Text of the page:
Exploring cancer metabolism through isotopic tracing and metabolic flux analysis
Author(s)Dong, Wentao,Ph. D.Massachusetts Institute of Technology.
Massachusetts Institute of Technology. Department of Chemical Engineering.
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Cancer is the second leading cause of death following heart diseases in the U.S. During the past two decades, cancer metabolism has emerged as an indispensable part of contemporary cancer research. Various types of metabolic alterations in cancer cells have been documented, prompting extensive investigation of the link between reprogrammed cell signaling pathways and rewired cellular metabolism. In addition, drug targeting of rewired metabolic pathways has been demonstrated to be a promising cancer treatment strategy. Despite this progress, a fundamental question remains unanswered: whether there is a difference in the metabolism of cancerous, fast growing cells and normal proliferative cells. This deficiency has hindered our understanding of cancer metabolism and the efforts to develop effective cancer therapies targeting metabolism with reduced side effects.In this thesis, we used ¹³C-isotope tracing and metabolic flux analysis (MFA) to study cancer metabolism and identify metabolic pathways differentially activated in cancer cells. To support efforts to design effective therapeutic therapies, we sought to distinguish metabolic behavior in cancer versus normal cells growing at the same speed, and obtain a systematic understanding of cancer metabolism. To this end, we dissected bioreaction networks in human mammary epithelial cells (HMECs) that have been genetically modified to exhibit different levels of tumorigenicity. We discovered distinct substrate utilization pattern in the tricarboxylic acid (TCA) cycle and de novo lipogenesis. Specifically, we found that glucose was catabolized in the TCA cycle up to the formation of citrate, which was then used primarily for lipogenesis. The majority of the TCA cycle flux, however, was maintained by glutamine anaplerosis.¹³CMFA further revealed that some metabolic reactions were more activated in tumorigenic HMECs. By introducing a new quantity termed metabolic flux intensity, defined as pathway flux divided by the specific growth rate, we identified three most enhanced reactions - oxidative pentose phosphate pathway (oxPPP), malate dehydrogenase (MDH) and isocitrate dehydrogenase (IDH) in the most tumorigenic HMEC. Targeting of these three pathways with small molecule inhibitors selectively reduced growth in the cancerous HMEC line. In addition, our study provides direct evidence that metabolism may be dually controlled by proliferation and oncogenotypes.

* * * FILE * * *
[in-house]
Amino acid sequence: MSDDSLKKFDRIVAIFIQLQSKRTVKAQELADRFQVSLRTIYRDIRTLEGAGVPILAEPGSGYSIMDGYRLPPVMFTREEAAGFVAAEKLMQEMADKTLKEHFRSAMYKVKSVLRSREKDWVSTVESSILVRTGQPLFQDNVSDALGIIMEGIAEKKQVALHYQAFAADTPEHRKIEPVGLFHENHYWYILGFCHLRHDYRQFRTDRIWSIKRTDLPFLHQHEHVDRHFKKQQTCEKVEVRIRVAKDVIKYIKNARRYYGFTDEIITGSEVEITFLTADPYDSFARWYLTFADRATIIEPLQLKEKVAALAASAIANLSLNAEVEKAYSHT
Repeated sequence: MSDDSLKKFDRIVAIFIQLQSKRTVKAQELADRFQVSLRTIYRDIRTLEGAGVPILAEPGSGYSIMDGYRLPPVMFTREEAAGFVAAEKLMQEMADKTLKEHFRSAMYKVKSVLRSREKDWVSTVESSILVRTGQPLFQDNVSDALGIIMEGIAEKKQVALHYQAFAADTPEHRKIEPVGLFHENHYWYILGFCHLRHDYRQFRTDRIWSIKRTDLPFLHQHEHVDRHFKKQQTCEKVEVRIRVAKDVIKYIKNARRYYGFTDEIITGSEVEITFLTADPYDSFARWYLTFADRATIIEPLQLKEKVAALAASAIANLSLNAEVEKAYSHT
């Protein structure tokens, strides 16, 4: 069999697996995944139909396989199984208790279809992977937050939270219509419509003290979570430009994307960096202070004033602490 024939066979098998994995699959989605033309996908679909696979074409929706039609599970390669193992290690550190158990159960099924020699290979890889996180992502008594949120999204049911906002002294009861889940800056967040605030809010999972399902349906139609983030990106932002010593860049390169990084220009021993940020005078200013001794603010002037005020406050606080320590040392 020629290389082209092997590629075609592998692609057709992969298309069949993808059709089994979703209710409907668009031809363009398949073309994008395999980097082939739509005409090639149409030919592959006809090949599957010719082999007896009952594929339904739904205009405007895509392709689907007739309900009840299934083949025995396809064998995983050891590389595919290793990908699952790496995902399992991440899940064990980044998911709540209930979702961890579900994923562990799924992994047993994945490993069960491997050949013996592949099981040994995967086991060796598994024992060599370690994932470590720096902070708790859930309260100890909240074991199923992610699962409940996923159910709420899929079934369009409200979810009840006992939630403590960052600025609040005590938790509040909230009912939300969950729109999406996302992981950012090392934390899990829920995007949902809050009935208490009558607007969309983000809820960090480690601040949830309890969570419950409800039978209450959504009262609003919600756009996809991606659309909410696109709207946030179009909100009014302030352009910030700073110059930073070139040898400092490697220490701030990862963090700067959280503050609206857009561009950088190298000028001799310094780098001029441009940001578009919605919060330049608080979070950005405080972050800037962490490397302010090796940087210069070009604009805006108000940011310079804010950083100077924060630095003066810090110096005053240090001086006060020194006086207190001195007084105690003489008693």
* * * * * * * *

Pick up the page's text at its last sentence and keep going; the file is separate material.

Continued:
Thesis: Ph. D., Massachusetts Institute of Technology, Department of Chemical Engineering, September, 2020Cataloged from the official PDF of thesis. "July 2020."Includes bibliographical references.
DepartmentMassachusetts Institute of Technology. Department of Chemical Engineering
Massachusetts Institute of Technology